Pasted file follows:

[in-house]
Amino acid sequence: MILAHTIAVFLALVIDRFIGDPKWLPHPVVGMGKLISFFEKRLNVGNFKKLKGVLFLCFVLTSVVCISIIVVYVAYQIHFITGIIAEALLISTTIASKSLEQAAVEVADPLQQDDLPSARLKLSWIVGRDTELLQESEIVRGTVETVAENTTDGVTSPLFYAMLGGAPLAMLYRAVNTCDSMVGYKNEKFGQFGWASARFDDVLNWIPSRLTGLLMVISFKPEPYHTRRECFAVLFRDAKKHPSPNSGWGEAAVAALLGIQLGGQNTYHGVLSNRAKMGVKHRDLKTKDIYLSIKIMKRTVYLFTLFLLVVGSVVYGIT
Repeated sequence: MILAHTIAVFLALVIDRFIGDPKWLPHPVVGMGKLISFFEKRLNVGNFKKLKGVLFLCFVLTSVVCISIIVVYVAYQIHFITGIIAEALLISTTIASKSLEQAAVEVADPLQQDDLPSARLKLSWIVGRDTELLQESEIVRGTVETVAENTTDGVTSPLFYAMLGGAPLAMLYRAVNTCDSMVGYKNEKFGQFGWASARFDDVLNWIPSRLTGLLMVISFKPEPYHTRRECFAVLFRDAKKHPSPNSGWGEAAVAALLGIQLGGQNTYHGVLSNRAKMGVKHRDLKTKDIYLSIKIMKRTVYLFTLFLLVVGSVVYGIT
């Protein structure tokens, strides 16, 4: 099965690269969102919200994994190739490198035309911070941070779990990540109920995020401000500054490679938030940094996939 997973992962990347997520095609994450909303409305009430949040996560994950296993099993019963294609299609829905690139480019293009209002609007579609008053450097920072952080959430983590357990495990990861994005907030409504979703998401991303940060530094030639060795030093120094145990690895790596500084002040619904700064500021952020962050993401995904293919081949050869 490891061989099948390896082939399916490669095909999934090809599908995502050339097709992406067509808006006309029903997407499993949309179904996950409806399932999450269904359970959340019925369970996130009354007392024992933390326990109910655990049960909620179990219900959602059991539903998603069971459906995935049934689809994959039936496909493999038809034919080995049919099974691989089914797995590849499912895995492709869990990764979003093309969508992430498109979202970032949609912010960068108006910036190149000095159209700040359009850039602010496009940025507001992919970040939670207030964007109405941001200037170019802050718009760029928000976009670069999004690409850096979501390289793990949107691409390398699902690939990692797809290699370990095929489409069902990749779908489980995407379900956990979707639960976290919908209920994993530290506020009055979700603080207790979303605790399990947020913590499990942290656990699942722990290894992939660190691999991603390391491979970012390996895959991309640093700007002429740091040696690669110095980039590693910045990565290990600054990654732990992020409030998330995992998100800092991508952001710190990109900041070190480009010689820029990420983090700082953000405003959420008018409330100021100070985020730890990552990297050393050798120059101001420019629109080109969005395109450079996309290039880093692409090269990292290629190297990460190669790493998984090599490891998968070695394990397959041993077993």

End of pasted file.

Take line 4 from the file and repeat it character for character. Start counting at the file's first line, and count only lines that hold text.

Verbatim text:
């Protein structure tokens, strides 16, 4: 099965690269969102919200994994190739490198035309911070941070779990990540109920995020401000500054490679938030940094996939 997973992962990347997520095609994450909303409305009430949040996560994950296993099993019963294609299609829905690139480019293009209002609007579609008053450097920072952080959430983590357990495990990861994005907030409504979703998401991303940060530094030639060795030093120094145990690895790596500084002040619904700064500021952020962050993401995904293919081949050869 490891061989099948390896082939399916490669095909999934090809599908995502050339097709992406067509808006006309029903997407499993949309179904996950409806399932999450269904359970959340019925369970996130009354007392024992933390326990109910655990049960909620179990219900959602059991539903998603069971459906995935049934689809994959039936496909493999038809034919080995049919099974691989089914797995590849499912895995492709869990990764979003093309969508992430498109979202970032949609912010960068108006910036190149000095159209700040359009850039602010496009940025507001992919970040939670207030964007109405941001200037170019802050718009760029928000976009670069999004690409850096979501390289793990949107691409390398699902690939990692797809290699370990095929489409069902990749779908489980995407379900956990979707639960976290919908209920994993530290506020009055979700603080207790979303605790399990947020913590499990942290656990699942722990290894992939660190691999991603390391491979970012390996895959991309640093700007002429740091040696690669110095980039590693910045990565290990600054990654732990992020409030998330995992998100800092991508952001710190990109900041070190480009010689820029990420983090700082953000405003959420008018409330100021100070985020730890990552990297050393050798120059101001420019629109080109969005395109450079996309290039880093692409090269990292290629190297990460190669790493998984090599490891998968070695394990397959041993077993």